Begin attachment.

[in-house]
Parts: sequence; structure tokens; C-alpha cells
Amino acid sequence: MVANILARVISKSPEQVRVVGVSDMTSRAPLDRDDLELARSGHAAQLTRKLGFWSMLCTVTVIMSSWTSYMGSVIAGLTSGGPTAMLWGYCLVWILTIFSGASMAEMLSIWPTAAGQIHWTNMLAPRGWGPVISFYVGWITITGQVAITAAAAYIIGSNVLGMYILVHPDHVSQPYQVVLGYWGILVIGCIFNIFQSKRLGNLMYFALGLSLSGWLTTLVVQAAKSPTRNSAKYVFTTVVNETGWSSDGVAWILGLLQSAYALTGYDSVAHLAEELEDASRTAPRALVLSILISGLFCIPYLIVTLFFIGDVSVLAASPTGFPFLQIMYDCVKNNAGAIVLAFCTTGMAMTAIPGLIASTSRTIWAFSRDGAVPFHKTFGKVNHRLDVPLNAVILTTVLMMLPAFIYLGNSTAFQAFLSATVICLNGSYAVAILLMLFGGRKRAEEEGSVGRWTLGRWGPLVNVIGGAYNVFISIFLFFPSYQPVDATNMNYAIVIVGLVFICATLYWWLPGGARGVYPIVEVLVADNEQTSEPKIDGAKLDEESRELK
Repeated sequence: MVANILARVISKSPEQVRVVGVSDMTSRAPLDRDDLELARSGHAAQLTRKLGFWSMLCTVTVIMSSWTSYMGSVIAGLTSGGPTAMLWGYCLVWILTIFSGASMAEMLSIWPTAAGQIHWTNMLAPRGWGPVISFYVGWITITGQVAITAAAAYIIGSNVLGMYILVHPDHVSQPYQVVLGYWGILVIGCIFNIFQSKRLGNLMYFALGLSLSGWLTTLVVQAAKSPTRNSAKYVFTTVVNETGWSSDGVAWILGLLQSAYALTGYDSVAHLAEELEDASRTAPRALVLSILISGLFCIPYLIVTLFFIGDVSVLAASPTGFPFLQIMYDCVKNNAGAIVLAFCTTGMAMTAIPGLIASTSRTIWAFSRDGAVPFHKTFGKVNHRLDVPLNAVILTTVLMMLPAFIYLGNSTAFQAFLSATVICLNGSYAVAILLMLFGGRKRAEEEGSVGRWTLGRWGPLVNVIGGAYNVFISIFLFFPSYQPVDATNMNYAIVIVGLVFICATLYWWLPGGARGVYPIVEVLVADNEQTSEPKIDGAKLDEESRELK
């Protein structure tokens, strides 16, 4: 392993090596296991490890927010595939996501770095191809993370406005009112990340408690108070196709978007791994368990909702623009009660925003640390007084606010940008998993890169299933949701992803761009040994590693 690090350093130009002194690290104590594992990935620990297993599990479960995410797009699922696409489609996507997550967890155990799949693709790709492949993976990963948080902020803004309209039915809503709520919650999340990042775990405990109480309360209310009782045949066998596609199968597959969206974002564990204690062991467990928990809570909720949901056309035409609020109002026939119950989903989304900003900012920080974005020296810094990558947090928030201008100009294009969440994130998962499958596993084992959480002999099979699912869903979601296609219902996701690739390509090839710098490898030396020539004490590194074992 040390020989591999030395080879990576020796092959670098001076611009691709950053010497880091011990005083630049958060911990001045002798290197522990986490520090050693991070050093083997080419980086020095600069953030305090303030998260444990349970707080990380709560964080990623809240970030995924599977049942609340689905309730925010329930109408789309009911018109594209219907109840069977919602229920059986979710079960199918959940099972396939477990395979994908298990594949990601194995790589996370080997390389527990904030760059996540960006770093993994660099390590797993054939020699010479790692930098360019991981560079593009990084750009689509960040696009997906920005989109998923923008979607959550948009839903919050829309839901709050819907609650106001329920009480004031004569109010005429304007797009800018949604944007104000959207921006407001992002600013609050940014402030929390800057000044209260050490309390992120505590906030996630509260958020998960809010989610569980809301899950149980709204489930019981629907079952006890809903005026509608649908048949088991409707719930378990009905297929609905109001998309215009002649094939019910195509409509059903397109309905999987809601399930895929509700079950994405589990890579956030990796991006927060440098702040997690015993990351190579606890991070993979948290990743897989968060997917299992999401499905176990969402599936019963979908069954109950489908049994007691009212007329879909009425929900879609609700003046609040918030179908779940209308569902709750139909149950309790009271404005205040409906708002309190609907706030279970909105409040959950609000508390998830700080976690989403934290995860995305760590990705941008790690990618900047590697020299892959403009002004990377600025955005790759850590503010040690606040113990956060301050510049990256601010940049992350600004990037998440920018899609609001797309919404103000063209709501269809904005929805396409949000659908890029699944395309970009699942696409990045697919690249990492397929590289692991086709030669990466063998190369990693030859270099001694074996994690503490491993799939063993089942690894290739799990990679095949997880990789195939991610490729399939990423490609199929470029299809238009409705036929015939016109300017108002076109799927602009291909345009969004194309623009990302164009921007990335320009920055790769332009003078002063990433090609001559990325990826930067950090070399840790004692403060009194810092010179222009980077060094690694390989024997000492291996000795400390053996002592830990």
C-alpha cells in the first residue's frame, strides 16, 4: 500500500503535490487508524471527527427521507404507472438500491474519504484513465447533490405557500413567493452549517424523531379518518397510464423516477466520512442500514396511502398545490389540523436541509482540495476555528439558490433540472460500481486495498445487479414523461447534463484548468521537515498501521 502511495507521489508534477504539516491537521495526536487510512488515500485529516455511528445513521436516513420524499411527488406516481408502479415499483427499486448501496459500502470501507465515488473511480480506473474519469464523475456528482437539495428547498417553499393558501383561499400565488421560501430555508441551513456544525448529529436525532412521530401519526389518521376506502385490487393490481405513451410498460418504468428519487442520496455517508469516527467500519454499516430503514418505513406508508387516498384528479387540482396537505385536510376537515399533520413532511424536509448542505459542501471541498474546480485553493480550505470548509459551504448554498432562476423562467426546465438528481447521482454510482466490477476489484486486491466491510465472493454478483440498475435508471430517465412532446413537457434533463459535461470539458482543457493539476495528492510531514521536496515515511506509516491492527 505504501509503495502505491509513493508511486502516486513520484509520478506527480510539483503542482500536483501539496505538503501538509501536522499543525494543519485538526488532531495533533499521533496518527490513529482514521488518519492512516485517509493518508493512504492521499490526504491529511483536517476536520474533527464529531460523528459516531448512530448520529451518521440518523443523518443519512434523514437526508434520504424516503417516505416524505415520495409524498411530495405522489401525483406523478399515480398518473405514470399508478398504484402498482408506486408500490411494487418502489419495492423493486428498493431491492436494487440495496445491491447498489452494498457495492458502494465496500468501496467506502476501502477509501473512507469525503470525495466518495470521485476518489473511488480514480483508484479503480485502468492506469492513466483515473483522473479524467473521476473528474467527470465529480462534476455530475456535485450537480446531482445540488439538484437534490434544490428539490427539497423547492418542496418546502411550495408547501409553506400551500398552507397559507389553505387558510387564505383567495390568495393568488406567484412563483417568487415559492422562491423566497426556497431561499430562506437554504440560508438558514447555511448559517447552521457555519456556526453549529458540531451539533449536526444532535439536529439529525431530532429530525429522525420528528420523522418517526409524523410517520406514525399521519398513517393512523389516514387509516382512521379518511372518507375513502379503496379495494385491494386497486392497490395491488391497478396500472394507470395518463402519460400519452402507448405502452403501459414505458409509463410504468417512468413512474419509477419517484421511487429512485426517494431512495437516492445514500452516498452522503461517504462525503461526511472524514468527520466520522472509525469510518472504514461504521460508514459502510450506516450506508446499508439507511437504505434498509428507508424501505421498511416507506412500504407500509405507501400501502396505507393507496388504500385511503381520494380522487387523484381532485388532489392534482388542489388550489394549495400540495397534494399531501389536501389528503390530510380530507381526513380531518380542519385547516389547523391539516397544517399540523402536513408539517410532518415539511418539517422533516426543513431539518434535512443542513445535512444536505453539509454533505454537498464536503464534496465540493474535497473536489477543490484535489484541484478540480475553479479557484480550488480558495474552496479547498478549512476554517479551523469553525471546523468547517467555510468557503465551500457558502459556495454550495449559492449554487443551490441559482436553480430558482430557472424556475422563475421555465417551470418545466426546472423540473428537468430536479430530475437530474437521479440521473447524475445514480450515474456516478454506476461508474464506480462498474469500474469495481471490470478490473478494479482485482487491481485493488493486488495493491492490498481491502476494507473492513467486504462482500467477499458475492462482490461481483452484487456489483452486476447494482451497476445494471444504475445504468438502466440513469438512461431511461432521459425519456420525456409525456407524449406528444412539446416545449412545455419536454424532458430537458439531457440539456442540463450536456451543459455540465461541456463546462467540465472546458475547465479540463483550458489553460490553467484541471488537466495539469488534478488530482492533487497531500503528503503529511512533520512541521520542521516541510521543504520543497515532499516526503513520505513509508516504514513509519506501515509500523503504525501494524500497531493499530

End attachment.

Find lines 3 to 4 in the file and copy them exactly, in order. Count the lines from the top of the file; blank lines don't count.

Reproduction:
Amino acid sequence: MVANILARVISKSPEQVRVVGVSDMTSRAPLDRDDLELARSGHAAQLTRKLGFWSMLCTVTVIMSSWTSYMGSVIAGLTSGGPTAMLWGYCLVWILTIFSGASMAEMLSIWPTAAGQIHWTNMLAPRGWGPVISFYVGWITITGQVAITAAAAYIIGSNVLGMYILVHPDHVSQPYQVVLGYWGILVIGCIFNIFQSKRLGNLMYFALGLSLSGWLTTLVVQAAKSPTRNSAKYVFTTVVNETGWSSDGVAWILGLLQSAYALTGYDSVAHLAEELEDASRTAPRALVLSILISGLFCIPYLIVTLFFIGDVSVLAASPTGFPFLQIMYDCVKNNAGAIVLAFCTTGMAMTAIPGLIASTSRTIWAFSRDGAVPFHKTFGKVNHRLDVPLNAVILTTVLMMLPAFIYLGNSTAFQAFLSATVICLNGSYAVAILLMLFGGRKRAEEEGSVGRWTLGRWGPLVNVIGGAYNVFISIFLFFPSYQPVDATNMNYAIVIVGLVFICATLYWWLPGGARGVYPIVEVLVADNEQTSEPKIDGAKLDEESRELK
Repeated sequence: MVANILARVISKSPEQVRVVGVSDMTSRAPLDRDDLELARSGHAAQLTRKLGFWSMLCTVTVIMSSWTSYMGSVIAGLTSGGPTAMLWGYCLVWILTIFSGASMAEMLSIWPTAAGQIHWTNMLAPRGWGPVISFYVGWITITGQVAITAAAAYIIGSNVLGMYILVHPDHVSQPYQVVLGYWGILVIGCIFNIFQSKRLGNLMYFALGLSLSGWLTTLVVQAAKSPTRNSAKYVFTTVVNETGWSSDGVAWILGLLQSAYALTGYDSVAHLAEELEDASRTAPRALVLSILISGLFCIPYLIVTLFFIGDVSVLAASPTGFPFLQIMYDCVKNNAGAIVLAFCTTGMAMTAIPGLIASTSRTIWAFSRDGAVPFHKTFGKVNHRLDVPLNAVILTTVLMMLPAFIYLGNSTAFQAFLSATVICLNGSYAVAILLMLFGGRKRAEEEGSVGRWTLGRWGPLVNVIGGAYNVFISIFLFFPSYQPVDATNMNYAIVIVGLVFICATLYWWLPGGARGVYPIVEVLVADNEQTSEPKIDGAKLDEESRELK